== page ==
Because of the way financial sector information systems have traditionally been structured, customer data remains widely dispersed, stored in multiple silos and systems. In order to get to a single view of the customer or perform big data analysis to identify patterns in customer behaviour, organisations have first to bring that data together. Data lakes are seen as the best, most flexible, currently available option. The industry hope is that emerging data lake analysis systems, such as Apache Hadoop or Microsoft Azure, can then be used to trawl the lake for insights about an individual customer.
One example of fast data lake adoption is NAB. NAB is designing its data architecture to meet foreseeable higher standards of privacy in the domestic market. The bank is already subject to the general data protection regulation (GDPR) rules since it processes data relating to European economic area (EEA) residents. However, even while NAB has well-established models for credit risk, market risk, and liquidity risk, the bank decided to enhance assurance and governance processes with AI and machine learning (ML). NAB has developed a series of key components that make up its data architecture, focused on the data lake – known as the NAB data hub or NDH.
NAB also implemented a data management layer within NDH as a book-of-record for metadata, lineage, and data quality. The addition of Kafka to stream data into the data hub, and Apache Beam to move data between the zones and Amazon Web Services storage to store the data, completes the data management infrastructure for now. NAB is evolving towards a multi-cloud approach in which Microsoft Azure sits side by side with AWS, offering a comprehensive alternative platform, thus avoiding concentration risks.
One of the main pain points that drove NAB to implement such a comprehensive data infrastructure was the need to demonstrate the provenance and lineage of the data, i.e. to prove where data came from and how it had been transformed into its current ‘state’ with transparency. Or to put it another way, to avoid creating a data swamp.
Sources within NAB stated, “as we're building out our platform, we're actually landing data in our raw zone and tagging it with business and technical metadata, and then as we move it from raw to curated and curated to conformed, we are publishing up those lineage components so that we have an automated trail of the lineage of the data as it moves through the cloud”.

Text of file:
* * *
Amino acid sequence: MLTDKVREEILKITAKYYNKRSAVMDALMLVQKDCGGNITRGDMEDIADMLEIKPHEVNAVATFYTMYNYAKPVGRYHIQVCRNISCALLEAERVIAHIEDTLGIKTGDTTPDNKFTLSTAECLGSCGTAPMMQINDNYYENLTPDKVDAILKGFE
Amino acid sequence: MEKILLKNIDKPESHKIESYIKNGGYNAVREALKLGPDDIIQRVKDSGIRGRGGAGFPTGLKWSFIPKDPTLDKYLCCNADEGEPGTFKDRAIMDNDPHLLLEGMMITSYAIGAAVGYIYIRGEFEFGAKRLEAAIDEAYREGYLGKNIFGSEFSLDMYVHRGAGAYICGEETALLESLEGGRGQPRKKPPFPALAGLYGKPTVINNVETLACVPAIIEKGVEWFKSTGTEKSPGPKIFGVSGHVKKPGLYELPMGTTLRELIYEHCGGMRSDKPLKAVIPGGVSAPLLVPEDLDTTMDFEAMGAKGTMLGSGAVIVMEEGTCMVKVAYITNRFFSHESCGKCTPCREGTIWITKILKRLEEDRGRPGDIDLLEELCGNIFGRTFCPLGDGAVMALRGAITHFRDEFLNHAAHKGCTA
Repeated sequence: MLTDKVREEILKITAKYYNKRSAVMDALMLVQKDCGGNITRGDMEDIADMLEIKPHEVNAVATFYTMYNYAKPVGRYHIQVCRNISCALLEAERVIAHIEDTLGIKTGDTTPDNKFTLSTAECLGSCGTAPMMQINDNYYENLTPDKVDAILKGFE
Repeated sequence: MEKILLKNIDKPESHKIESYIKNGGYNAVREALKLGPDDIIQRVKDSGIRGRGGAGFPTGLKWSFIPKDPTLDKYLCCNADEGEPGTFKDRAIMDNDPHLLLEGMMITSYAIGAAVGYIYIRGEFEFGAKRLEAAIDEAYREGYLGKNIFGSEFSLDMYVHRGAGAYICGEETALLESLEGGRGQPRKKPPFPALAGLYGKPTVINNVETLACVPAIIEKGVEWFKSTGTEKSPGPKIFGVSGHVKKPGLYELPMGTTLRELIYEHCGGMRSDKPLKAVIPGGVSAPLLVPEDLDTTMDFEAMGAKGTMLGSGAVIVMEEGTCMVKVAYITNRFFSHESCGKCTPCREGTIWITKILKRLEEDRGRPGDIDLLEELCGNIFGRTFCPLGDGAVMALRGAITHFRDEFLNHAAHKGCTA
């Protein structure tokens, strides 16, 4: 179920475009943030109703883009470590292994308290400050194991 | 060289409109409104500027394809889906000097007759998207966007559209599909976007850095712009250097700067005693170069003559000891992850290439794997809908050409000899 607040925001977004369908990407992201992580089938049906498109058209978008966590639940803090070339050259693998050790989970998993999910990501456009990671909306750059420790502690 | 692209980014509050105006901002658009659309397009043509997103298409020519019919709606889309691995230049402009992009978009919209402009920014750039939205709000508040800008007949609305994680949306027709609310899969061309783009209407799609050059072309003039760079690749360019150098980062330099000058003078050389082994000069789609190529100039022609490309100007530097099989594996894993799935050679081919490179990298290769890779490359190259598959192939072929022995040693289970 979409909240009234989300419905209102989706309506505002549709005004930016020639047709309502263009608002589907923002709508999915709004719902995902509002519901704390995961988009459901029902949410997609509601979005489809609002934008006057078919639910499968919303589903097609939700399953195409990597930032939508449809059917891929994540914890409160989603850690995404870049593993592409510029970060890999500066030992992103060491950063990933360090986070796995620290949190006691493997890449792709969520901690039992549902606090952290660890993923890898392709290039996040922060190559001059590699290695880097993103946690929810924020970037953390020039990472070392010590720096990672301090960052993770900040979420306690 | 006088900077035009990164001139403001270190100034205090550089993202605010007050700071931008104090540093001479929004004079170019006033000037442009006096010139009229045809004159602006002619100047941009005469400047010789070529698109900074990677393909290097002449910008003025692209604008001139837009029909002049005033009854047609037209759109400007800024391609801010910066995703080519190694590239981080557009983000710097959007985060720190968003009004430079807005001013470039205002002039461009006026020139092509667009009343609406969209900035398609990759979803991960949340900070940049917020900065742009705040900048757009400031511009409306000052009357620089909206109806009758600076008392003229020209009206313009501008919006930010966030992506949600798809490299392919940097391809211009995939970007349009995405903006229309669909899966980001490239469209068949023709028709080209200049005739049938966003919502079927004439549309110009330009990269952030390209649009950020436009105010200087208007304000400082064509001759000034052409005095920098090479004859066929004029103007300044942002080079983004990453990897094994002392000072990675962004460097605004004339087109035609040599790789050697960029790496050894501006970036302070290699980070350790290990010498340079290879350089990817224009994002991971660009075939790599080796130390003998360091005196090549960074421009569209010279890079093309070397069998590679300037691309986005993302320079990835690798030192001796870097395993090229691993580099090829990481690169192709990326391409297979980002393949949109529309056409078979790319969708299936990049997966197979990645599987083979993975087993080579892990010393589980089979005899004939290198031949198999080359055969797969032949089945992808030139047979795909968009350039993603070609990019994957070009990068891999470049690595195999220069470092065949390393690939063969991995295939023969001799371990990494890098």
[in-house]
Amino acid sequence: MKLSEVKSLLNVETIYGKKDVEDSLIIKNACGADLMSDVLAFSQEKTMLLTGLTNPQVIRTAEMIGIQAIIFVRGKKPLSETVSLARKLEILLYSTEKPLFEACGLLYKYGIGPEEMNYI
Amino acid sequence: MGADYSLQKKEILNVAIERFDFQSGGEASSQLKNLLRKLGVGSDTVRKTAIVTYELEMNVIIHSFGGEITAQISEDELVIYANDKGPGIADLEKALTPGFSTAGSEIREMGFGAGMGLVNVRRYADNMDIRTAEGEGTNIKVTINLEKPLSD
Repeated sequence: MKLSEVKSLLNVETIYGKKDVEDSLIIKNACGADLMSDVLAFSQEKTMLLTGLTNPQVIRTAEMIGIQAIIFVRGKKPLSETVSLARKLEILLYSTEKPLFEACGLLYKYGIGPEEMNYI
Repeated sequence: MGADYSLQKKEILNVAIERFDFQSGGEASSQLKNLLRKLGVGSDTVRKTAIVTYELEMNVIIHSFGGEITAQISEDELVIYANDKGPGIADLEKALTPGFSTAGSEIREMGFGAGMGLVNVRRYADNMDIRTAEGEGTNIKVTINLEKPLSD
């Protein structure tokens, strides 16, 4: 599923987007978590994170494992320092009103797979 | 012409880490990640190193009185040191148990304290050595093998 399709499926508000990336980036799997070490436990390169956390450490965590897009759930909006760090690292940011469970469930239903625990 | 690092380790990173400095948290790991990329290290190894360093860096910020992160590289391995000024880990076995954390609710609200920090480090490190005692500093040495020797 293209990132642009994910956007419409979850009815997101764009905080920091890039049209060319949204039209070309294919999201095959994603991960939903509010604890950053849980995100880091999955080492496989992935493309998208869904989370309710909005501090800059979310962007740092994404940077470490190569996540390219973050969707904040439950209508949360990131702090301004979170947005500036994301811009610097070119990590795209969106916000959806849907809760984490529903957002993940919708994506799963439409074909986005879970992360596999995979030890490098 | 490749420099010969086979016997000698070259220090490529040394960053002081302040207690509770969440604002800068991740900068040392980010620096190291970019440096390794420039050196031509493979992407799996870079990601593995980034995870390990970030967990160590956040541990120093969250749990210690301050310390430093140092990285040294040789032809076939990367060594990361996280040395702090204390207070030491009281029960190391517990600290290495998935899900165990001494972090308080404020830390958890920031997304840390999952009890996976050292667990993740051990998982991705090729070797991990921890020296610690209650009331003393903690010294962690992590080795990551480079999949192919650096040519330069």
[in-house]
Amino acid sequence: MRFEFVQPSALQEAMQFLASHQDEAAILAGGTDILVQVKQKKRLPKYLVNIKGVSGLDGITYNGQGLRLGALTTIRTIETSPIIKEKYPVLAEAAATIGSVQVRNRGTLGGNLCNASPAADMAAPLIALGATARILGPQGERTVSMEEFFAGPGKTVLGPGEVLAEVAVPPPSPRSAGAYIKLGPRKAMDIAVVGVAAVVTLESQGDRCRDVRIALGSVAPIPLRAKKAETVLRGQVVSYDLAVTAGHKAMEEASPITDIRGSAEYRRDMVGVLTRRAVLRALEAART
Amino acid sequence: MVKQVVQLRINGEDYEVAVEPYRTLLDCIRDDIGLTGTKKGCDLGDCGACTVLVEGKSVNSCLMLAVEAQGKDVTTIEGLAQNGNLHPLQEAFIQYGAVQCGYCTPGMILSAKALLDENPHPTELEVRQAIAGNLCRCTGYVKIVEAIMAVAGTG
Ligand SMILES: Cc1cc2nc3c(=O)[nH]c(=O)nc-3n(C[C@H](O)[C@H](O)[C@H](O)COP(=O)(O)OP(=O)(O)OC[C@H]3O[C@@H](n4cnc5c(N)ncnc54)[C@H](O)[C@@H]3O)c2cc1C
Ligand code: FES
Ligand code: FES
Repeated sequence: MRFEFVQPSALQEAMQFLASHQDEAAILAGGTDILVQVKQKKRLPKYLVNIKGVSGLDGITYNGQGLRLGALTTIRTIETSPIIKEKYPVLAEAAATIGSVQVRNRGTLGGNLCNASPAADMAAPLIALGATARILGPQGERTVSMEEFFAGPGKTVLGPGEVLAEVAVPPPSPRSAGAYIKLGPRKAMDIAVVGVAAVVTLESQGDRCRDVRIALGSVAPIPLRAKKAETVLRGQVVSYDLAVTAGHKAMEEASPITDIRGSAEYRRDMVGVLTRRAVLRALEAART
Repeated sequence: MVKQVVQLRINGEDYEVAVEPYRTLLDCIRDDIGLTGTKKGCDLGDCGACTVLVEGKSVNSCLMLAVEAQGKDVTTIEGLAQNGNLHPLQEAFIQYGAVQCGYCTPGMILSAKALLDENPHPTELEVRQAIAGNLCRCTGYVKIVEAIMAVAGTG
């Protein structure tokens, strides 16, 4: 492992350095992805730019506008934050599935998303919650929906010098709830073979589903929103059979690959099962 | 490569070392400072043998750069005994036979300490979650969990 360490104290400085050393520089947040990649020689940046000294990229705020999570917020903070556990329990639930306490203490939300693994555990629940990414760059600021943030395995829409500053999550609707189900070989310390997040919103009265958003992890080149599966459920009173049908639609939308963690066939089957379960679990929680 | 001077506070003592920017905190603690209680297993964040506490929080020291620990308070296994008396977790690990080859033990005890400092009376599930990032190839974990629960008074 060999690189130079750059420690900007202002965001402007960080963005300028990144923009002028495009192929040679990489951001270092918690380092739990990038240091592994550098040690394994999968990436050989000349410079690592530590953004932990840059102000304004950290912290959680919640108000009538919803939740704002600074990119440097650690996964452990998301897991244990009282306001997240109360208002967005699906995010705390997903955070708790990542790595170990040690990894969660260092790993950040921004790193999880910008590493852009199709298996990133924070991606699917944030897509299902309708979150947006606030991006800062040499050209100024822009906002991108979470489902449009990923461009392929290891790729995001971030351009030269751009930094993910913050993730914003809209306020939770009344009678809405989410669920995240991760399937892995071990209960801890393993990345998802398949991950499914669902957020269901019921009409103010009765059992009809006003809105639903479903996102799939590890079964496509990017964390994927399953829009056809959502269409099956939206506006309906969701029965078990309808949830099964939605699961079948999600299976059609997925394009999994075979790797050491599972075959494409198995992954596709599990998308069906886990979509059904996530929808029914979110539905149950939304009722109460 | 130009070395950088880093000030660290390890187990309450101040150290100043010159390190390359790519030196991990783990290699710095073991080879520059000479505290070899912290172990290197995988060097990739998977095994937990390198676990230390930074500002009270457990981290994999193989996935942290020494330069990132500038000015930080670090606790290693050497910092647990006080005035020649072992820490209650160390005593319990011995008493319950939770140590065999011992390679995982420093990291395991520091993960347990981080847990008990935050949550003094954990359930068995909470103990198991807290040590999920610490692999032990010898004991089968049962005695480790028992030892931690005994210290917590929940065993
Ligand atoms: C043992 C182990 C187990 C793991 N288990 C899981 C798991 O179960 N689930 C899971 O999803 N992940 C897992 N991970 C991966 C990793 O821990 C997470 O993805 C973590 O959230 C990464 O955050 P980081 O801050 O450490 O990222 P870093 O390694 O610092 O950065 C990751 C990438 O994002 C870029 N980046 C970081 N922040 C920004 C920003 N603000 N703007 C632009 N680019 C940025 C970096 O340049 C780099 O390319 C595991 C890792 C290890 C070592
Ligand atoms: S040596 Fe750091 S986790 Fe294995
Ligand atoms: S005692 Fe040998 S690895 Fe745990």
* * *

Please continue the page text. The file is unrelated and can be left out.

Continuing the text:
For the Technologists
The four main advantages of data lakes to financial institutions are:
1. Banks and ADIs can consolidate their data into one place: Data lakes, such as Azure Data Lake, bring together big data from disparate sources across cloud and on-premises environments into one central place. Stored data can be monitored and managed more easily, without having to go back and forth between multiple silos.
If there is a need to reduce the number of places data is stored or to consolidate the tools used for data analytics, data lakes are an ideal solution for data consolidation.
2. Data lakes are cost-effective: Options are available for on-demand clusters or a pay-per-job model when data is processed. No hardware, licenses or service-specific support agreements are necessarily required. The data lake scales up or down with the bank’s business needs, meaning that banks and ADIs never pay for more than they need. Data Lakes enable scale storage and compute, delivering increased economic flexibility when compared with traditional big data solutions. So, using a Data Lake can minimise costs while maximising the return on data investment.
3. Data Lakes are secure and compliant and fully managed and supported by the service provider backed by SLAs and support services and service desk. A Data Lake protects data assets and extends on-premises security and governance controls to the cloud easily.
4. Data lakes are supported by developer-friendly platforms. Traditionally finding the right tools to design and tune big data queries could be difficult.
5. For the more technically minded: Data should always be encrypted – in motion using SSL, and at rest using service or user-managed HSM-backed keys kept in a Key Vault. Capabilities such as single sign-on (SSO) and multi-factor authentication are typically built into the platform through additional directory services.)
6. Data lakes provide deep integration with Jira, Confluence, Azure DevOps, Visual Studio, Eclipse, and IntelliJ, and so on, so that familiar tools are available to run, debug and tune code. Visualisations, for example, U-SQL, Apache Spark, Apache Hive, and Apache Storm jobs show how code runs at scale and identify bottlenecks and cost optimisations.